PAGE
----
The ISAS Forum has dealt with issues at the boundaries of science and spirituality, and the FQXi competition poses an intriguing question that intermingles the realm of empirical knowledge with considerations of value and purpose. The essay that George Gantz submitted, entitled “The Tip of The Spear”, is an effort to follow the latest findings of empirical science in the fields of mathematics, physics, biology and evolution to determine what the guiding principles are to the evolution of the physical universe and how they can help us in steering the future of humanity. His answer is that while empirical science is the driving force to the advance of human civilization, the tip of the spear should be armed with our highest human empathic qualities – in a word, with love.
You are welcome to read and comment on his essay, The Tip of The Spear, or any of the other submissions. The Essay Contest closes April 18, but remains open for comments and scoring until August 31st. George also gratefully acknowledges the review and comments he received from Justin Junge and Sylvia Shaw on a draft of the essay.
Iain McGilchrist, psychiatrist and writer, was the featured speaker for an RSA Event on March 31, 2014, titled “What happened to the Soul?” The event was held under the auspices of the RSA Project on Spirituality, Character Development & The Social Brain, examining the scientific and spiritual foundations of character development.
McGilchrist noted that in the current environment, reference to the human soul as a concept capturing the full range and complexity of human experience has largely disappeared from intellectual discourse, squeezed out of our language by reductionism and linguistic analysis. The human soul is a very deep concept that cannot be analyzed, specified or defined without losing much of its subtlety. Essentially, in the process of dissecting and analyzing this profound concept, western discourse has so narrowed it as to strip it of meaning. Yet, it remains important and useful – but only if appreciated in its full depth and nuance.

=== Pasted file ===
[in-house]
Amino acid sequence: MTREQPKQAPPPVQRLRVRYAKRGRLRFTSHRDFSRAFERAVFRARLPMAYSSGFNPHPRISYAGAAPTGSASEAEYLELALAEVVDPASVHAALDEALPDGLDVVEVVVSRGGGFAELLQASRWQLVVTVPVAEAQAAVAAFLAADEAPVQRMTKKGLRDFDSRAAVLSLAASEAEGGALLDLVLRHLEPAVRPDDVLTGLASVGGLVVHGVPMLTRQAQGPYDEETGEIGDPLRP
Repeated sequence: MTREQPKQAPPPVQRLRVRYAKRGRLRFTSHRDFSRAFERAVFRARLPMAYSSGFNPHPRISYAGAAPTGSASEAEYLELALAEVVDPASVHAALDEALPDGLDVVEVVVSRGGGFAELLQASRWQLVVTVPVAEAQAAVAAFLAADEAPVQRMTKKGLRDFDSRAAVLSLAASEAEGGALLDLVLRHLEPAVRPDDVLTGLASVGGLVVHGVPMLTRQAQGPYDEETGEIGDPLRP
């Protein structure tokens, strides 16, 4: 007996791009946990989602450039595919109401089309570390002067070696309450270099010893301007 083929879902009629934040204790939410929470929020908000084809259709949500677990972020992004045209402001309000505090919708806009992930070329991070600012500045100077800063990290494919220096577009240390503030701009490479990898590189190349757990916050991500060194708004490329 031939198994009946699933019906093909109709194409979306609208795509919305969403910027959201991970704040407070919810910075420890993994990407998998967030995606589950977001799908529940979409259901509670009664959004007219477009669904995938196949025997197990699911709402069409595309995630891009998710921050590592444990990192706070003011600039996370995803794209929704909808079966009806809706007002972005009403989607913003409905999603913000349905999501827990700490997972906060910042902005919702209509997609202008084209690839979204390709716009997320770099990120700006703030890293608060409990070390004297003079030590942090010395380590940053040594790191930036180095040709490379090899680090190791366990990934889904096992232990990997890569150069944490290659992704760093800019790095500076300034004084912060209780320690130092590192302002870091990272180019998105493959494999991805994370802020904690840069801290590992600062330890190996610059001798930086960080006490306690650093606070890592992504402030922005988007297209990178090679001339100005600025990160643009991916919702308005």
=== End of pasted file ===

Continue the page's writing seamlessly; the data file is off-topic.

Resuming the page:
He offered this quote from American philosopher Eugene Gendlin: “We think more than we can say – we feel more than we can think – we live more than we can feel – and there’s much else besides.” The human soul is a symbol for “much else besides.”
And from Indian writer Rabindranath Tagore: “The small wisdom is like water in a glass: clear, transparent, pure. The great wisdom is like the water in the sea: dark, mysterious, impenetrable.” Understanding any part of the human soul is deep wisdom.
For McGilchrist, while the human soul may be resident in the physical body and brain of humans, this does not mean that it can be explained in material terms. Just as the water carries the wave, but is not the wave, so too, perhaps, does the brain carry the soul – but the soul is not the brain. The wave transcends the water, and the soul transcends the brain.
The American Association for the Advancement of Science (AAAS) has embarked on a Dialogue on Science, Ethics, and Religion (DoSER). The results of an initial DoSER survey was released February 17th at the AAAS annual meeting and researchers reported that “religious and scientific communities may be less combative than is commonly portrayed in the media and in politics.” Only 27 percent of those surveyed said that they viewed science and religion as being in conflict with each other, with the highest percentage being in the evangelical community. A survey by MIT researchers a year ago also found little conflict between science and church doctrine – they reported that only 11% of Americans belong to religions openly rejecting evolution. However the MIT researchers also found a gap between official doctrine and individual beliefs – 48% of respondents in that survey reported believing that humans were created by God in their current form less than 10,000 years ago. The DoSER initiative will now hold a series of regional workshops for local science and evangelical leaders with the goal of building dialogue and understanding. A national conference will follow. As an AAAS article on DoSEr notes: “Ultimately it is the building of real relationships between scientists and religious communities that can provide the best bridges of understanding.”